RANGOON — With final results announced late last week, Aung San Suu Kyi’s National League for Democracy (NLD) has won 886 out of 1,150 seats at play in Burma’s Nov. 8 general election, including a commanding 59.3 percent of all seats in the Union Parliament, even when 166 military appointees across both houses are factored in.
The final results announced by the country’s electoral body on Friday gave the NLD a total of 255, or 78.9 percent, of 323 elected seats in the Lower House, where seven seats were not contested due to active conflict or, in the Wa Special Region, a failure to secure cooperation with relevant authorities in the semi-autonomous zone. In the Upper House, the NLD won 135, or 80.4 percent, of 168 elected seats.
The party’s election victory saw it exceed by nearly 10 percentage points the 329-seat majority that is required to choose the country’s next president out of 657 votes in the Union Parliament.
The NLD also won big in most regional parliaments, taking 75.3 percent of all 659 elected seats, including 21 out of 29 ethnic affairs minister posts, though the party did not secure majorities in the Shan and Arakan state legislatures, losing 70 out of 93 seats it contested in Shan State and 23 out of 32 in Arakan State.
President Thein Sein’s ruling Union Solidarity and Development Party (USDP) fared best in Shan State, winning 33 of 103 seats at play on Nov. 8. The Shan Nationalities League for Democracy (SNLD) followed second at 25 seats, and the NLD scored 23 wins. Those totals include one ethnic affairs minister post for the USDP and two for the NLD in diverse Shan State, where all told seven ethnic affairs ministers are allocated seats.
The Arakan National Party (ANP) won the majority of elected seats in Arakan State, and while neither it nor the USDP in Shan State secured an outright majority when military MPs are accounted for, the USDP-military MP bloc will account for a formidable 69-seat plurality in the Shan State legislature.
Less impressive was the USDP’s showing in the Union Parliament, where it secured only 41 seats, totaling 6.2 percent of the national legislature’s 657 seats. Across all regional parliaments, the party bagged 76 seats.
Among a total of 92 parties contesting the election, only 22 parties and five independents enjoyed success at the polls, and some parties including the National Unity Party (NUP), which was originally formed as a ruling junta proxy to contest Burma’s 1990 election, and the Shan Nationalities Democratic Party (SNDP), an ally of the USDP, claimed a sole victory despite holding several seats in legislatures following the country’s 2010 general election.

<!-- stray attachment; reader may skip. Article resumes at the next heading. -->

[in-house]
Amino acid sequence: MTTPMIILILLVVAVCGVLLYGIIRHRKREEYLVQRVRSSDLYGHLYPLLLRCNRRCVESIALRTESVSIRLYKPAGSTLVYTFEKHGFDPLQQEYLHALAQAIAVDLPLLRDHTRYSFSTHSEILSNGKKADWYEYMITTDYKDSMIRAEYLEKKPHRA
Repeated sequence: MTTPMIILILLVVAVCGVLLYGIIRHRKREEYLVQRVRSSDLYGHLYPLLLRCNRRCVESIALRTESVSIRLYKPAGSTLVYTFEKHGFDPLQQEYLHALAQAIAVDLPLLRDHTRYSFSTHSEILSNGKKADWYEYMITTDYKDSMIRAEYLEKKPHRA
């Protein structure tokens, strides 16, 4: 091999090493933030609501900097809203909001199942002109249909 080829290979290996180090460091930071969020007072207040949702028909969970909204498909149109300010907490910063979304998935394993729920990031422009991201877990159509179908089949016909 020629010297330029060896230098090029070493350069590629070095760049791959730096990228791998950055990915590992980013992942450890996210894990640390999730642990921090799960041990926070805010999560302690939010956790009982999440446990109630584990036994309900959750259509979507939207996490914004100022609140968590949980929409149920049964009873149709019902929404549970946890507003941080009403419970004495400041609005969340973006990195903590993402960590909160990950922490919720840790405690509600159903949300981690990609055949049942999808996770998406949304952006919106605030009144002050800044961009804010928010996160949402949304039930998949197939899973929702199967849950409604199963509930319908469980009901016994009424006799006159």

What follows is a list of parties that snagged seats on Nov. 8, ranked by number of seats won and broken down by Union Parliament (Upper, Lower houses) and state or divisional legislatures.
|Party||Lower House||Upper House||Division/State Parliament||Total|
|Division/State||Ethnic Affairs Minister|
|1||National League for Democracy (NLD)||255||135||475||21||886|
|2||Union Solidarity and Development Party (USDP)||30||11||74||2||118|
|3||Arakan National Party (ANP)||12||10||22||1||45|
|4||Shan Nationalities League for Democracy (SNLD)||12||3||25||40|
|5||Ta’ang (Palaung) National Party||3||2||7||11|
|6||Pa-O National Organization (PNO)||3||1||6||10|
|7||Zomi Congress for Democracy||2||2||2||6|
|8||Lisu National Development Party (LNDP)||2||2||1||5|
|9||Kachin State Democracy Party||1||3||4|
|10||Mon National Party||1||2||3|
|11||Wa Democratic Party||1||2||3|
|12||Kokang Democracy and Unity Party||1||1||2|
|13||Lahu National Development Party||1||1||2|
|14||Tai-Leng Nationalities Development Party||1||1||2|
|15||All Mon Region Democracy Party||1||1|
|16||Wa National Unity Party||1||1|
|17||Shan Nationalities Democratic Party (SNDP)||1||1|
|18||Kayin People’s Party (KPP)||1||1|
|19||Unity and Democracy Party of Kachin State (UDPKS)||1||1|
|20||Democratic Party (Myanmar)||1||1|
|21||Akha National Development Party||1||1|
|22||National Unity Party||1||1|
This table has been amended to reflect the election commission’s Nov. 24 announcement of a seat reversal in Shan State Upper House seat No. 5, which was originally awarded to the USDP and later changed to the Ta’ang National Party.